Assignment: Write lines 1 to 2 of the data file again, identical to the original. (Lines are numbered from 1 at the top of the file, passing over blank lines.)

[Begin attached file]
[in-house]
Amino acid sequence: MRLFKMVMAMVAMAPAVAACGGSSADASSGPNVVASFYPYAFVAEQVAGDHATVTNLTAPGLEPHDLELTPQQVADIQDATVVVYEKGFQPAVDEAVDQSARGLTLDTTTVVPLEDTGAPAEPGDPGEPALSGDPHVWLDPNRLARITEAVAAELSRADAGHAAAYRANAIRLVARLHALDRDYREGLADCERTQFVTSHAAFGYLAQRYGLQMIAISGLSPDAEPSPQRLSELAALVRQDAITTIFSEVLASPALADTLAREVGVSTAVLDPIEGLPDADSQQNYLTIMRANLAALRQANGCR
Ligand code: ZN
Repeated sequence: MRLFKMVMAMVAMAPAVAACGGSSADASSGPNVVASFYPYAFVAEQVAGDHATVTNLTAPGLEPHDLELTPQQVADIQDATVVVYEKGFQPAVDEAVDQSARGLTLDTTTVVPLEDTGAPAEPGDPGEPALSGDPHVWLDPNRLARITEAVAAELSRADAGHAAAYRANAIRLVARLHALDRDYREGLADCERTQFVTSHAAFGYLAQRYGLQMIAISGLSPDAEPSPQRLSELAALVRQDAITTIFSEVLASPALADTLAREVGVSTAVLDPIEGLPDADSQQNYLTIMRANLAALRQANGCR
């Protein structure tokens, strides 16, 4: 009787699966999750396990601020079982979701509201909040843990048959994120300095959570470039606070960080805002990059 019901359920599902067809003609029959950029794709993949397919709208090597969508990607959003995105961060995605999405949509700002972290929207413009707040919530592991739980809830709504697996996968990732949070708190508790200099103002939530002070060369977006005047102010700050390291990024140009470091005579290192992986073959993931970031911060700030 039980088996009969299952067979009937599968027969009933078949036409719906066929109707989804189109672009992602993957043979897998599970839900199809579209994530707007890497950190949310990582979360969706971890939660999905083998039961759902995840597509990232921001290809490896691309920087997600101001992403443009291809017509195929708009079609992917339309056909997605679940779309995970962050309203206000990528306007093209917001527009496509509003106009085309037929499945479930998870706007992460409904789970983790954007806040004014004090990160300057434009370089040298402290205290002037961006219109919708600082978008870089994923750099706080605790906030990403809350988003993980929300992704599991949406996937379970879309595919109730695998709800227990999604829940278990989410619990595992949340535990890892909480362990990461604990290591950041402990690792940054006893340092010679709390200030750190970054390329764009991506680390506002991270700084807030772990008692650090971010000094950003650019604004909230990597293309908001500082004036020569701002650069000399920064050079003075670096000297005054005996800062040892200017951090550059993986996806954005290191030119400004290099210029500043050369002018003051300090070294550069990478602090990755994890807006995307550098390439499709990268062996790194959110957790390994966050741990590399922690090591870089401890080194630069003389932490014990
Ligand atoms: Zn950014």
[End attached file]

[in-house]
Amino acid sequence: MRLFKMVMAMVAMAPAVAACGGSSADASSGPNVVASFYPYAFVAEQVAGDHATVTNLTAPGLEPHDLELTPQQVADIQDATVVVYEKGFQPAVDEAVDQSARGLTLDTTTVVPLEDTGAPAEPGDPGEPALSGDPHVWLDPNRLARITEAVAAELSRADAGHAAAYRANAIRLVARLHALDRDYREGLADCERTQFVTSHAAFGYLAQRYGLQMIAISGLSPDAEPSPQRLSELAALVRQDAITTIFSEVLASPALADTLAREVGVSTAVLDPIEGLPDADSQQNYLTIMRANLAALRQANGCR